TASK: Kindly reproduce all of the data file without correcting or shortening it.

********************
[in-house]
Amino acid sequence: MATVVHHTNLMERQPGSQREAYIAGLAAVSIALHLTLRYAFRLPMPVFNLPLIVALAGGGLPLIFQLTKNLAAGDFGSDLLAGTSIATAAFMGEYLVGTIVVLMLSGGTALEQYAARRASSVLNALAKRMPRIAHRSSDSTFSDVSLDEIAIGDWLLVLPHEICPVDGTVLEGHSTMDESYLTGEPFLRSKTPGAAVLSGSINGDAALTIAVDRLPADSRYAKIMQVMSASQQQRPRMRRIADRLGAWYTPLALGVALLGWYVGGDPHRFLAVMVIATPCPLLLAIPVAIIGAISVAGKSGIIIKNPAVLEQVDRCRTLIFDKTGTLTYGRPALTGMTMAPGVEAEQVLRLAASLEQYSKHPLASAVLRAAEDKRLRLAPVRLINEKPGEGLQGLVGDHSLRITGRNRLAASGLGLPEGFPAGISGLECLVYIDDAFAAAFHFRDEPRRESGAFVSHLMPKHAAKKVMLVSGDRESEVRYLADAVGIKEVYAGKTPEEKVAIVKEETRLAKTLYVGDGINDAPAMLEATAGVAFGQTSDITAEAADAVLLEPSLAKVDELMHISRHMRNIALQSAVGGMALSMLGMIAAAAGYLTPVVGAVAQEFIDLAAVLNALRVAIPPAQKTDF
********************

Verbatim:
[in-house]
Amino acid sequence: MATVVHHTNLMERQPGSQREAYIAGLAAVSIALHLTLRYAFRLPMPVFNLPLIVALAGGGLPLIFQLTKNLAAGDFGSDLLAGTSIATAAFMGEYLVGTIVVLMLSGGTALEQYAARRASSVLNALAKRMPRIAHRSSDSTFSDVSLDEIAIGDWLLVLPHEICPVDGTVLEGHSTMDESYLTGEPFLRSKTPGAAVLSGSINGDAALTIAVDRLPADSRYAKIMQVMSASQQQRPRMRRIADRLGAWYTPLALGVALLGWYVGGDPHRFLAVMVIATPCPLLLAIPVAIIGAISVAGKSGIIIKNPAVLEQVDRCRTLIFDKTGTLTYGRPALTGMTMAPGVEAEQVLRLAASLEQYSKHPLASAVLRAAEDKRLRLAPVRLINEKPGEGLQGLVGDHSLRITGRNRLAASGLGLPEGFPAGISGLECLVYIDDAFAAAFHFRDEPRRESGAFVSHLMPKHAAKKVMLVSGDRESEVRYLADAVGIKEVYAGKTPEEKVAIVKEETRLAKTLYVGDGINDAPAMLEATAGVAFGQTSDITAEAADAVLLEPSLAKVDELMHISRHMRNIALQSAVGGMALSMLGMIAAAAGYLTPVVGAVAQEFIDLAAVLNALRVAIPPAQKTDF